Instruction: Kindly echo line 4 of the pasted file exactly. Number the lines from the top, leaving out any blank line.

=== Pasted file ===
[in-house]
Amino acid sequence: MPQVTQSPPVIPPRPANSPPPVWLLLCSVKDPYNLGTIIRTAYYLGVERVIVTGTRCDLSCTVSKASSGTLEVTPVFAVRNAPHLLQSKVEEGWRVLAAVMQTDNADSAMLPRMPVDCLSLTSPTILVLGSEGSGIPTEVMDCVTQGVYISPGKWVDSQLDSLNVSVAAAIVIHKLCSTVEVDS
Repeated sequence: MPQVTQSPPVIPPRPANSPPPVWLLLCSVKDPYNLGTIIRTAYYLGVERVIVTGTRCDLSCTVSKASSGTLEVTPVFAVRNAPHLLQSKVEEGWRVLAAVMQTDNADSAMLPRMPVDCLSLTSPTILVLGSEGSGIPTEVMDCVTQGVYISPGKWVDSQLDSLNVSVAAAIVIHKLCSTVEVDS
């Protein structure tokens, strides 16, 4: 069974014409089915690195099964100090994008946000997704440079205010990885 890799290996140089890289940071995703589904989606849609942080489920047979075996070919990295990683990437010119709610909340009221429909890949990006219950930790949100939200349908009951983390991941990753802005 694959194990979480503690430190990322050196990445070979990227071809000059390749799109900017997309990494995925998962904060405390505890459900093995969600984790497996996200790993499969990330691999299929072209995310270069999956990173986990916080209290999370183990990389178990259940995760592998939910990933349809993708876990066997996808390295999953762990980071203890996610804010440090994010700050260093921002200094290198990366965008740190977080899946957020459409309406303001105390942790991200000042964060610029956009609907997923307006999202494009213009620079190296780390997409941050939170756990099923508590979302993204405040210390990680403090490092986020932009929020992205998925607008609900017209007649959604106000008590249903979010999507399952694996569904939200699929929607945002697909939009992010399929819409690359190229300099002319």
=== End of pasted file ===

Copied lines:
């Protein structure tokens, strides 16, 4: 069974014409089915690195099964100090994008946000997704440079205010990885 890799290996140089890289940071995703589904989606849609942080489920047979075996070919990295990683990437010119709610909340009221429909890949990006219950930790949100939200349908009951983390991941990753802005 694959194990979480503690430190990322050196990445070979990227071809000059390749799109900017997309990494995925998962904060405390505890459900093995969600984790497996996200790993499969990330691999299929072209995310270069999956990173986990916080209290999370183990990389178990259940995760592998939910990933349809993708876990066997996808390295999953762990980071203890996610804010440090994010700050260093921002200094290198990366965008740190977080899946957020459409309406303001105390942790991200000042964060610029956009609907997923307006999202494009213009620079190296780390997409941050939170756990099923508590979302993204405040210390990680403090490092986020932009929020992205998925607008609900017209007649959604106000008590249903979010999507399952694996569904939200699929929607945002697909939009992010399929819409690359190229300099002319």